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Jim GallowayJim Galloway

Donald Trump: He’ll ‘look into’ paying legal defense of elderly brawler

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A protester, center left, and a Trump supporter, center right, scuffle during a rally for Republican presidential candidate Donald Trump on Saturday in Cleveland, Ohio. Michael Henninger/Pittsburgh Post-Gazette via AP

A protester, center left, and a Trump supporter, center right, scuffle during a rally for Republican presidential candidate Donald Trump on Saturday in Cleveland, Ohio. Michael Henninger/Pittsburgh Post-Gazette via AP

Violence at presidential campaign rallies was all the rage – literally – on Sunday morning talk shows. Topping it all was billionaire Donald Trump, on NBC’s “Meet The Press,” saying he may pick up the legal expenses of a man who sucker-punched a protestor at a North Carolina event:

From the transcript:

Host Chuck Todd: I’m just curious, do you plan on paying for the legal fees of this older gentleman in North Carolina who sucker punched the protester?

Trump: Well, I’m not aware. I will say this. I do want to see what that young man was doing. Because he was very taunting. He was very loud, very disruptive. And from what I understand, he was sticking a certain finger up in the air. And that is a terrible thing to do in front of somebody that frankly wants to see America made great again. And so we’ll see. I’m going to take a look at it. But I want to see what that man was doing.

In a booking photo provided by police, John McGraw, charged with assault and battery for sucker-punching a protester being escorted out of a Donald Trump rally in Fayetteville, N.C. on March 9, 2016. In an interview after the incident, McGraw showed little remorse. “Yes, he deserved it, ” McGraw told Inside Edition. “The next time we see him, we might have to kill him.” The New York Times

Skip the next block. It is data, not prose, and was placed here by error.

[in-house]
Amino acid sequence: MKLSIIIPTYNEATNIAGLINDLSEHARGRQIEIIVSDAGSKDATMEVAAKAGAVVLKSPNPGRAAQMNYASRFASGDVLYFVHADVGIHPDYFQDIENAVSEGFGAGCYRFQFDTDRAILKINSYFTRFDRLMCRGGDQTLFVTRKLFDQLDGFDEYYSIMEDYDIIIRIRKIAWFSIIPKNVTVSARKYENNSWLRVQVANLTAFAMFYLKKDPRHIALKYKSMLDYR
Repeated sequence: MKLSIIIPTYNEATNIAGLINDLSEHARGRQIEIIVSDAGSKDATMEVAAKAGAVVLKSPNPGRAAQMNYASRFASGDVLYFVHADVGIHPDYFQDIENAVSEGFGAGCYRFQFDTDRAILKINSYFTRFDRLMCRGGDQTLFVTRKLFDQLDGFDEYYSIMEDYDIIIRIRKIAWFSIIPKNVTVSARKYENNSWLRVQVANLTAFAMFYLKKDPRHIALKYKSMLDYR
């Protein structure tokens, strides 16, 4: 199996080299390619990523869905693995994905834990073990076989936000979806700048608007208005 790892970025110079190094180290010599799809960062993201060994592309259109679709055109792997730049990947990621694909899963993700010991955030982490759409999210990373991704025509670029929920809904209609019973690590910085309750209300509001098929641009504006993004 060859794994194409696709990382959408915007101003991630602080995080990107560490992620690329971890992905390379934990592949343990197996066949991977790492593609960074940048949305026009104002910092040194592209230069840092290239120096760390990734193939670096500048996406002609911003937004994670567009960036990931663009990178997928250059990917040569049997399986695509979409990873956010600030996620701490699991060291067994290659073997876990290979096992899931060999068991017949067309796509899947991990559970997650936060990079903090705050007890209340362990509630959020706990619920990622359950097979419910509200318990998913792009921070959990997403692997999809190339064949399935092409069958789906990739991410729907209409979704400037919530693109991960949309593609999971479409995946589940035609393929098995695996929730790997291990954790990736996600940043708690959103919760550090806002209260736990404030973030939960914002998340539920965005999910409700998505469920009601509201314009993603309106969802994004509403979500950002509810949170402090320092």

In a booking photo provided by police, John McGraw, charged with assault and battery for sucker-punching a protester being escorted out of a Donald Trump rally in Fayetteville, N.C. on March 9, 2016. In an interview after the incident, McGraw showed little remorse. “Yes, he deserved it, ” McGraw told Inside Edition. “The next time we see him, we might have to kill him.” The New York Times

Todd: And that condones a sucker punch, though?

Trump: No, as I told you before, nothing condones. But I want to see. The man got carried away, he was 78 years old, he obviously loves his country, and maybe he doesn’t like seeing what’s happening to the country. I want to see the full tape. But I don’t condone violence.

Todd: So you might pay for his legal fees?

Trump: Well, I’m going to look at it. I’m going to see, you know, what was behind this because it was a strange event. But from what I heard, there was a lot of taunting and a certain finger was placed in the air. Not nice. Again, I don’t condone the violence. I don’t condone what he did. But you know what, not nice for the other side, either.

Todd: So it’s possible you could help him with legal fees, if this man needs it.

Trump: I’ve actually instructed my people to look into it, yes.

Then there’s this, from the AJC’s Dan Klepal:

The man who rushed the stage Saturday at a Donald Trump rally in Ohio is the the son of Faye DiMassimo, former Cobb County transportation director who left that job in November to become administrator of Atlanta’s infrastructure bond program.

Thomas DiMassimo, 22, was arrested Saturday on misdemeanor counts of disorderly conduct and inducing panic, according to The Dayton Daily News.

The newspaper reported that Secret Service and other security officers “swarmed Dimassimo as he reached the back of the stage and tried to scramble up, about 8 to 10 feet from where the Republican front-runner was speaking to a large crowd” in a hangar near the airport.

Anne Torres, communications director for Atlanta Mayor Kasim Reed, declined to comment Saturday night on the arrest.

“This inquiry is a personal matter unrelated to Faye’s work with the administration,” she said. “We are not in a position to comment.”